Magazine article Insight on the News

Trump and Checkmate

Magazine article Insight on the News

Trump and Checkmate

Article excerpt

Move over Dungeons and Dragons. A new game called Magic is all the rage. Fans say it's more complex and challenging than bridge and chess. In fact, they call it an `intellectual sport.'

From a certain standpoint, the game seems similar to other upstart sports, snowboarding and jet-skiing, for example. Dozens of professionals make good money at it, and children dream of one day joining the pro tour. The championship finals air on a national network. The equipment can cost thousands. But there's one big difference: This sport is a card game.

Introduced in 1993, Magic: The Gathering was the first of a now booming market for collectible card games, or CCGs. Participants take on the parts of potent conjurers, using cards to cast spells on one another. Each of the 3,000 or so cards cards represents a different set of powers, although players operate with a tiny subset of the cards during a given game.

According to Wizards of the Coast, Magic's manufacturer, roughly 5 million people play the game, and thousands become hooked every week. Most, about 85 percent, are males between the ages of 12 and 30 with an interest in science fiction and comic books. "It's a nerd thing, but it's fun," says Duffy Carter, a student in Denver.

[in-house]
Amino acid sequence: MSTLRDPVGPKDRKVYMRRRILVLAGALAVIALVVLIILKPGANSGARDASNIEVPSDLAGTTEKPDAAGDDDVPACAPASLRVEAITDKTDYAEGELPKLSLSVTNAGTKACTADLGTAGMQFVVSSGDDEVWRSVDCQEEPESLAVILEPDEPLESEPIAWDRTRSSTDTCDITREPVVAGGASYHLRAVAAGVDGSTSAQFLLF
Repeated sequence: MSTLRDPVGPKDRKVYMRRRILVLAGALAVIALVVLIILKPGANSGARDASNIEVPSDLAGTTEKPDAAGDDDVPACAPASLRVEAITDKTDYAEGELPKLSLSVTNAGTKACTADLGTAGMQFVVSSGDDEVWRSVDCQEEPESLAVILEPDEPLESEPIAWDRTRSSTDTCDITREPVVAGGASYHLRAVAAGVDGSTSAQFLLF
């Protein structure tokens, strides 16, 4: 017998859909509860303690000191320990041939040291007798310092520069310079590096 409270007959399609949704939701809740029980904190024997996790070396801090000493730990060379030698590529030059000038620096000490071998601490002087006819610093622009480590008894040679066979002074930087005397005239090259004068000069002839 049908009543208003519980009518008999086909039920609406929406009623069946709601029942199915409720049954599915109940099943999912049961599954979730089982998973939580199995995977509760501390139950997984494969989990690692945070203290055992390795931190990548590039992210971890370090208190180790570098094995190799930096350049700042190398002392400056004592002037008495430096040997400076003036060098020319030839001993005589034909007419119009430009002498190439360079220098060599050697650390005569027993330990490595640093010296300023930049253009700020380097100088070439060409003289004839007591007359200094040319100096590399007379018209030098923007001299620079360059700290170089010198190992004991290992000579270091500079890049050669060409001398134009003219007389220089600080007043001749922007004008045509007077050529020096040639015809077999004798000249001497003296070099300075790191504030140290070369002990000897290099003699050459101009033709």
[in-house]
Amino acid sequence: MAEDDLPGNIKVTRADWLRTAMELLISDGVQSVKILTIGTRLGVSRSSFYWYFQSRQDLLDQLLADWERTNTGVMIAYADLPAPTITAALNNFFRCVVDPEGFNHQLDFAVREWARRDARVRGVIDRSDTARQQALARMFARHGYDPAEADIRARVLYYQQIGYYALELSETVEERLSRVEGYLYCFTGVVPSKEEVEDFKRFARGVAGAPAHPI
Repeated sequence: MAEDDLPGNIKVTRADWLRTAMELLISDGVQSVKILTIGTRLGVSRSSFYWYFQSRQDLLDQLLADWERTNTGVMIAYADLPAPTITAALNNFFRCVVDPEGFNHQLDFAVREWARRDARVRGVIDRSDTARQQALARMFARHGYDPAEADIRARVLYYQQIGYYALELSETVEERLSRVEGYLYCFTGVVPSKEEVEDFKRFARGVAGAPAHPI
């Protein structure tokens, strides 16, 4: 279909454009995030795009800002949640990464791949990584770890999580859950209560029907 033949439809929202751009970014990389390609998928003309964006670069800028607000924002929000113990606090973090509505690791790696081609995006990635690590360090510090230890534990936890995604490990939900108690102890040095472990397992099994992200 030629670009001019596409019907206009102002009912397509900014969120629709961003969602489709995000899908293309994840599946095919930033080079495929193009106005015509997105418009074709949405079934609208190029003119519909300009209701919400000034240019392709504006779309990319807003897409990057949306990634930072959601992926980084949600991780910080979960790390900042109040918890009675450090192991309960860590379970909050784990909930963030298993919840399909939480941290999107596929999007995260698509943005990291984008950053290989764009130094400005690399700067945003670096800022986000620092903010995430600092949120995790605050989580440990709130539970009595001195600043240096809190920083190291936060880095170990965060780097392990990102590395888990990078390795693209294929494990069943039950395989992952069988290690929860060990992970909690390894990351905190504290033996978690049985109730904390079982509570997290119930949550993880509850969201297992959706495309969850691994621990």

Devoted players now describe the game as "intellectual sport": a mainstream pastime like bridge or chess, with celebrated players and camp followers and, of course, media coverage. "In a lot of ways, card games are like football or basketball," says the game's inventor, Richard Garfield. "People play them socially; they teach you how to deal with winning and losing. They sharpen the mind. The only difference is that you don't get exercise."

Among younger generations, Magic already may have equal status to bridge and chess. At Cornell University, for example, a campus chess club barely attracts a dozen players to its weekly meetings. The gaming society, almost wholly given over to CCGs, attracts about 100.

Nevertheless, Garfield and Wizards of the Coast face obstacles in their efforts to mainstream the game. Unlike bridge and chess, Magic is a proprietary product with a patent on its collectible cards. Some feel the profit motive may dilute Magic's spell.

Under tournament rules in force since last year, for example, cards more than 2 years old are ruled invalid for play. Garfield maintains that such rules apply only to "pro" tournaments, not casual players. Others disagree. "It makes it difficult for players who don't have a lot of money to keep up, and it doesn't improve the game in any measurable way," says John Fletcher, from Cicero, Ill. …

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